“The Match.com profile created by Respondent included the following representations that Respondent knew were false: Mosby-Scott was separated from her husband; her children sometimes live with her; she smokes but is trying to quit; she regularly drinks alcohol; she is an agnostic; she is 56 years of age; she does not exercise and enjoys auto racing and motor cross; she has cats; and her favorite hot spots are the grocery store, all restaurants, the Pizza Ranch, all buffets, and NASCAR.

Also in September 2016, Respondent downloaded several photos of Mosby-Scott from her law firm website. He then uploaded those photos to the Match.com profile he created so that the photos could be viewed by the general public. Respondent knew the profile he created in Mosby-Scott’s name was false and knew she had not authorized him to create the profile, user name, password, or email address.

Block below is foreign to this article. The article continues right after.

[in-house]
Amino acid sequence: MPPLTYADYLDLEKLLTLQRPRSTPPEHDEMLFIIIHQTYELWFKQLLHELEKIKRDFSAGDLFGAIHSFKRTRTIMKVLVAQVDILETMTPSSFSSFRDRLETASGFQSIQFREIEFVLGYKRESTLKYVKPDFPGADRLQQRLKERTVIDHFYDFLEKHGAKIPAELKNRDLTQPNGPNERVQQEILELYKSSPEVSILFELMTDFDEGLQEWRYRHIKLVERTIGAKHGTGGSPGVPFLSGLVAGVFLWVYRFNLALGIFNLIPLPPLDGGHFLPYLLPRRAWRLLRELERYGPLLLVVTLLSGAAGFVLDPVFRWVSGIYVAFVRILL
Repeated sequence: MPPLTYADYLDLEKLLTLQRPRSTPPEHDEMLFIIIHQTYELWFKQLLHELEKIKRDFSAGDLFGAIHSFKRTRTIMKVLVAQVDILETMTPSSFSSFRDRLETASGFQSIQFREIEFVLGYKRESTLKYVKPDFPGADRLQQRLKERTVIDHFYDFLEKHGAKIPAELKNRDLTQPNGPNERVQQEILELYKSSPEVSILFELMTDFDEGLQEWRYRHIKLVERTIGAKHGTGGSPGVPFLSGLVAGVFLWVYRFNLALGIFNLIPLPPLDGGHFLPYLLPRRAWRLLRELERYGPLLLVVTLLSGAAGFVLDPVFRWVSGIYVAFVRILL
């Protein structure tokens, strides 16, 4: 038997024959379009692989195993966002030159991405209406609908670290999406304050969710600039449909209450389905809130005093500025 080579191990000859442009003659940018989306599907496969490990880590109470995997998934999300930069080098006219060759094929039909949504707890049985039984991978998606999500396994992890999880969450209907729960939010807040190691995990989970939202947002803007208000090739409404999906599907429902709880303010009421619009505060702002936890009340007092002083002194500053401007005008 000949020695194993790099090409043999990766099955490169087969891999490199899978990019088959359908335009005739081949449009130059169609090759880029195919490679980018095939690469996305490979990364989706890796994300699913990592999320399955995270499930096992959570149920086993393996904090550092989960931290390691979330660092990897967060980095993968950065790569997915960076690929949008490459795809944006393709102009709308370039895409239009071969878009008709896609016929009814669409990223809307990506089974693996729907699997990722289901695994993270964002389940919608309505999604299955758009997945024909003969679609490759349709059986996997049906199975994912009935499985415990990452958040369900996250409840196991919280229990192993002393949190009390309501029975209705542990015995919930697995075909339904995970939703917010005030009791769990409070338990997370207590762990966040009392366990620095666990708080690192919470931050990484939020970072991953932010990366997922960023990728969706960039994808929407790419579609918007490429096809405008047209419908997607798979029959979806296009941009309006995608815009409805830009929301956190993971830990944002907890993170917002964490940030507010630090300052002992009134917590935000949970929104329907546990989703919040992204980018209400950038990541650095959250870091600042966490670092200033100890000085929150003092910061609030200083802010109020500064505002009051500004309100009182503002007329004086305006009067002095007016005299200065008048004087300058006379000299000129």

In early October 2016, Mosby-Scott became aware of the Match.com profile in her name. She filed a lawsuit requesting the court to provide her with the Internet Protocol (IP) address associated with the Match.com profile. On December 9, 2016, Match.com provided to Mosby-Scott that IP address. On January 20, 2017, Comcast, the Internet provider for the Thomson & Weintraub law firm gave written notice that the law firm’s IP address was used to create the false Match.com profile for Mosby-Scott. On the same date, Terrence Kelly, a partner at Thomson & Weintraub informed employees that the firm’s IP address was used to create the false profile. He also announced that the firm would be hiring a computer expert to examine all of the firm’s computers. On about the same date, Kelly asked Respondent whether he had created the false profile, and Respondent denied doing so. Respondent knew his statement to Kelly denying that Respondent created the profile in Mosby-Scott’s name was false.”